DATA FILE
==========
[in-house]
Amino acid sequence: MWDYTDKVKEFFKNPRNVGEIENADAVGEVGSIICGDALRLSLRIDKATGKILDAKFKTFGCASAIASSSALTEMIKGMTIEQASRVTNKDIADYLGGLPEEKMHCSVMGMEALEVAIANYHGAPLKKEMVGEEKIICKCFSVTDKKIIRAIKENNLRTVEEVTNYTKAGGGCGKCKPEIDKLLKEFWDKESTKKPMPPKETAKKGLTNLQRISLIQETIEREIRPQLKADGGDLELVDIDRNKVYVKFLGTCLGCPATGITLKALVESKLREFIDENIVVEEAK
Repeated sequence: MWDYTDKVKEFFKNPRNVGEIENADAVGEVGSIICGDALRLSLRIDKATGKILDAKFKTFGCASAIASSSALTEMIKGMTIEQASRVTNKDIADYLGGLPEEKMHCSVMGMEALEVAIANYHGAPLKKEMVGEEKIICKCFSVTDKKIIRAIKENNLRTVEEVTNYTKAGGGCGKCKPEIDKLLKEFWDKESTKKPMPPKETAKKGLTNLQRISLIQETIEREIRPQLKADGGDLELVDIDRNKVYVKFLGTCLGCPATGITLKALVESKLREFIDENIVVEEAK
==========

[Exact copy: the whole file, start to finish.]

[in-house]
Amino acid sequence: MWDYTDKVKEFFKNPRNVGEIENADAVGEVGSIICGDALRLSLRIDKATGKILDAKFKTFGCASAIASSSALTEMIKGMTIEQASRVTNKDIADYLGGLPEEKMHCSVMGMEALEVAIANYHGAPLKKEMVGEEKIICKCFSVTDKKIIRAIKENNLRTVEEVTNYTKAGGGCGKCKPEIDKLLKEFWDKESTKKPMPPKETAKKGLTNLQRISLIQETIEREIRPQLKADGGDLELVDIDRNKVYVKFLGTCLGCPATGITLKALVESKLREFIDENIVVEEAK
Repeated sequence: MWDYTDKVKEFFKNPRNVGEIENADAVGEVGSIICGDALRLSLRIDKATGKILDAKFKTFGCASAIASSSALTEMIKGMTIEQASRVTNKDIADYLGGLPEEKMHCSVMGMEALEVAIANYHGAPLKKEMVGEEKIICKCFSVTDKKIIRAIKENNLRTVEEVTNYTKAGGGCGKCKPEIDKLLKEFWDKESTKKPMPPKETAKKGLTNLQRISLIQETIEREIRPQLKADGGDLELVDIDRNKVYVKFLGTCLGCPATGITLKALVESKLREFIDENIVVEEAK